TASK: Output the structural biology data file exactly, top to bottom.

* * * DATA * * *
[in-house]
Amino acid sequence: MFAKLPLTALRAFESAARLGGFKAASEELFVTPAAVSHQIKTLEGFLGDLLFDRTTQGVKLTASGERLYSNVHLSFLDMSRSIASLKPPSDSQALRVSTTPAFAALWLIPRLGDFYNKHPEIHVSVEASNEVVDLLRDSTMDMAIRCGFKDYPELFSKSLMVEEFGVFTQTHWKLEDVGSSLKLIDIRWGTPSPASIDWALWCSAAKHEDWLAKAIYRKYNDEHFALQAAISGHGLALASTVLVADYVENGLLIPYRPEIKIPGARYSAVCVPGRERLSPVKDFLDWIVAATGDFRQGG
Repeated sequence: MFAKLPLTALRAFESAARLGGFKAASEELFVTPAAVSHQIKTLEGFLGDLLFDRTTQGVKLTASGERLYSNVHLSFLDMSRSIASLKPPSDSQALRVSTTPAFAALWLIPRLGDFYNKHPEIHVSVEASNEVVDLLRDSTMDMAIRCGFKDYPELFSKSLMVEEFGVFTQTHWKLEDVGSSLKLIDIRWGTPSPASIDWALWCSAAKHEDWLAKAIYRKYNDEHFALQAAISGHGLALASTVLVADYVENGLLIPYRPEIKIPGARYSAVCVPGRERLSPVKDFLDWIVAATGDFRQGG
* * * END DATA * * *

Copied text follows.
[in-house]
Amino acid sequence: MFAKLPLTALRAFESAARLGGFKAASEELFVTPAAVSHQIKTLEGFLGDLLFDRTTQGVKLTASGERLYSNVHLSFLDMSRSIASLKPPSDSQALRVSTTPAFAALWLIPRLGDFYNKHPEIHVSVEASNEVVDLLRDSTMDMAIRCGFKDYPELFSKSLMVEEFGVFTQTHWKLEDVGSSLKLIDIRWGTPSPASIDWALWCSAAKHEDWLAKAIYRKYNDEHFALQAAISGHGLALASTVLVADYVENGLLIPYRPEIKIPGARYSAVCVPGRERLSPVKDFLDWIVAATGDFRQGG
Repeated sequence: MFAKLPLTALRAFESAARLGGFKAASEELFVTPAAVSHQIKTLEGFLGDLLFDRTTQGVKLTASGERLYSNVHLSFLDMSRSIASLKPPSDSQALRVSTTPAFAALWLIPRLGDFYNKHPEIHVSVEASNEVVDLLRDSTMDMAIRCGFKDYPELFSKSLMVEEFGVFTQTHWKLEDVGSSLKLIDIRWGTPSPASIDWALWCSAAKHEDWLAKAIYRKYNDEHFALQAAISGHGLALASTVLVADYVENGLLIPYRPEIKIPGARYSAVCVPGRERLSPVKDFLDWIVAATGDFRQGG